Freeplay’s mission to build a sustainable games festival – Interview

Freeplay co-directors Louie Roots and Mads Mackenzie tell us about their plans for the future of the beloved organisation.
Freeplay Parallels 2023 MIGW

The Freeplay Independent Games Festival has not only been a staple of the Melbourne video game scene since 2004, but it also holds the record as the longest-running indie video games festival in the world. 

The festival and its accompanying awards have gone through quite a journey in that time, passing through the hands of several organisers. It’s also birthed a spin-off showcase night called Freeplay: Parallels, which has become a fixture of the annual Melbourne International Games Week (MIGW) so beloved that it almost eclipses the festival itself.

The audience at Freeplay Parallels 2021 was shocked when long-time director Chad Toprak announced he was stepping down, and while Parallels returned in October of 2022 under the reins of Melbourne games studio Paper House, the typically mid-year Freeplay Festival itself went on hiatus in 2022 and 2023 while the board searched to appoint new creative leadership.

Freeplay’s new co-leads would eventually be announced as former Bar SK and SK Games lead Louie Roots (he/him), Mads Mackenzie (they/them), a PhD in game studies at the University of Sydney’s Games and Play Lab and indie developer, along with Creatrix Tiara (they/them) as Freeplay’s first Awards Lead.

Freeplay Independent Games Festival Directors 2023
(L-R) Mads Mackenzie, Louie Roots, and Creatrix Tiara. Image: Freeplay

I had the pleasure of speaking with Louie and Mads a couple of days ahead of their first showcase as directors of Freeplay Parallels 2023.

“Chad did a wonderful thing when he was director, which was he secured funding,” Roots tells me as we sit in a quiet Melbourne bar. “As he left, he got us enough funding for two years, for three people, one day a week. We could actually get paid as directors, which is the first time anyone at Freeplay has been paid.” (Editor’s Note: Chad Toprak and Freeplay staff during his tenure were also paid a small amount)

“We’re taking it as a bit of a new era. We’re looking at sustainability as an organisation. One of the things we identified pretty early on was that (Freeplay) is very well-known in indie game circles. It’s very well known to the people who already know it. It’s very well-loved and has lots of respect, but outside of those circles, there’s not a lot of visibility. We really want to expand our reach. Not necessarily a growth for growth’s sake, but a growth to get to a sustainable point where we can get further funding.”

Louie Roots and Mads Mackenzie. Image: GamesHub

“We’re in the roles until mid-2025,” Mackenzie adds, “So we’ve basically got two years to do what we want to do with this contract.”

“We have to uphold the (Freeplay) board’s values in the work we do,” Roots continues. “They help us with a lot of things.”

“We have a lot of autonomy,” Mackenzie interjects. “They’re basically just checking in every now and again to make sure we haven’t committed to spending a hundred thousand dollars on balloons or something.”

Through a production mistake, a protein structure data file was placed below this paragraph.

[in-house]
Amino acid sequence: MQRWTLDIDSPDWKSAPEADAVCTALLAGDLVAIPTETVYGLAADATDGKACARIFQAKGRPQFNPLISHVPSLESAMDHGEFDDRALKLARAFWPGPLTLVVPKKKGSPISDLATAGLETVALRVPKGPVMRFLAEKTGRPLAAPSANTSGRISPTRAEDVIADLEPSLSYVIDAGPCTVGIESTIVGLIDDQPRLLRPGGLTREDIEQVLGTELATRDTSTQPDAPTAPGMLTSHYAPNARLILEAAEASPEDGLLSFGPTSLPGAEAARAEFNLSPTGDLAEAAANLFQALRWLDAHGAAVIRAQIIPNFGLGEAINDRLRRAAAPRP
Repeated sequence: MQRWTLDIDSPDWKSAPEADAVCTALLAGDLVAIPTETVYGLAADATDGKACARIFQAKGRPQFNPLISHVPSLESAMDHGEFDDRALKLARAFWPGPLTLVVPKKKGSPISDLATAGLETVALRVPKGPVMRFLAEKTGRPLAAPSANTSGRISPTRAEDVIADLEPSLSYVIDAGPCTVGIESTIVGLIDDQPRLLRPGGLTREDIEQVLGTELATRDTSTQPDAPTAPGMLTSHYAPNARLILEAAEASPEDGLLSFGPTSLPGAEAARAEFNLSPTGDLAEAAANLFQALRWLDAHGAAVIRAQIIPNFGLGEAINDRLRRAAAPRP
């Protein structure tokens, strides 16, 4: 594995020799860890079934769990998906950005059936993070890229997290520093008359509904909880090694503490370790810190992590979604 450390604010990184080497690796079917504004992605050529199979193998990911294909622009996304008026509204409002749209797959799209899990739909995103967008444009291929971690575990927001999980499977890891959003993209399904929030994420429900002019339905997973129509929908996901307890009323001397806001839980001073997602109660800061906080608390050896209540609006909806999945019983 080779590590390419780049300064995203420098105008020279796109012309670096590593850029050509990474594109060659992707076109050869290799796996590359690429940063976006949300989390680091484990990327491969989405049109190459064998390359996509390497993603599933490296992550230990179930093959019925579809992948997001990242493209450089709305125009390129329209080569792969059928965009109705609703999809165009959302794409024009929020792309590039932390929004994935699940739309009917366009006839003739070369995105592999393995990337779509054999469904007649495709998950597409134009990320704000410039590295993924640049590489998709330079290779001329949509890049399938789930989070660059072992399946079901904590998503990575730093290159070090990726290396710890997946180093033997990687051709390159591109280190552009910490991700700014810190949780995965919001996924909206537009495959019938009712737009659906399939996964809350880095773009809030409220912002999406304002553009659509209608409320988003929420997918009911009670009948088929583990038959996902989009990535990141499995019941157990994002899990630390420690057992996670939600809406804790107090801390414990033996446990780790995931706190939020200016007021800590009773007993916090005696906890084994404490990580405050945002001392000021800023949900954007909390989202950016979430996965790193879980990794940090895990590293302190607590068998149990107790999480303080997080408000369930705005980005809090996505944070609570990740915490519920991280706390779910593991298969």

As the Freeplay Festival itself didn’t take place in 2023 or 2022, the big question is whether it will be returning in 2024.

“We’re looking at a festival early next year,” says Roots. “Next year is our 20-year anniversary and we have to do something big,” he continues with a chuckle.

“We do want to get it to where it’s not like it happens one year and doesn’t happen the next, so even if we do a big thing next year, it still has to contain something that we can repeat year after year. We would like our three pillars of Parallels, awards, and festival to be consistent.”

Read: Freeplay: Parallels and making games on your own terms

Parallels and the awards have pretty sturdy structures,” says Mackenzie. “The festival itself has always been more loosey-goosey. We’ve been talking with prior directors about what they’d done with the festival, and they were all like ‘Well I just sorta did some stuff and called it a festival.’ We really want to identify the important parts of the festival and how we make it sustainable. We’re here every week but not here full-time, right? So how do we make sure that it’s something that people can run on that basis. That stuff is what we’re working out now.”

“Small reactive events are always on the table,” adds Roots, “but we need to make sure that our pillars are sturdy. We’re a leading light for a lot of independent developers, and we want to make sure that we’re paying our volunteers, we’re a sustainable enterprise, and that we push for our artists and our creators to also be sustainable. We can’t be running on love as an organisation, as much as it’s helped us in the past.”

You can find more information about Freeplay on the official website.

This article was commissioned by GamesHub and Creative Victoria as part of Wordplay, a games writing mentorship program held during Melbourne International Games Week 2023.

Jam Walker is a games and entertainment journalist from Melbourne, Australia. They hold a bachelor's degree in game design from RMIT but probably should have gotten a journalism one instead. You can find them talking entirely too much about wrestling on Twitter @Jamwa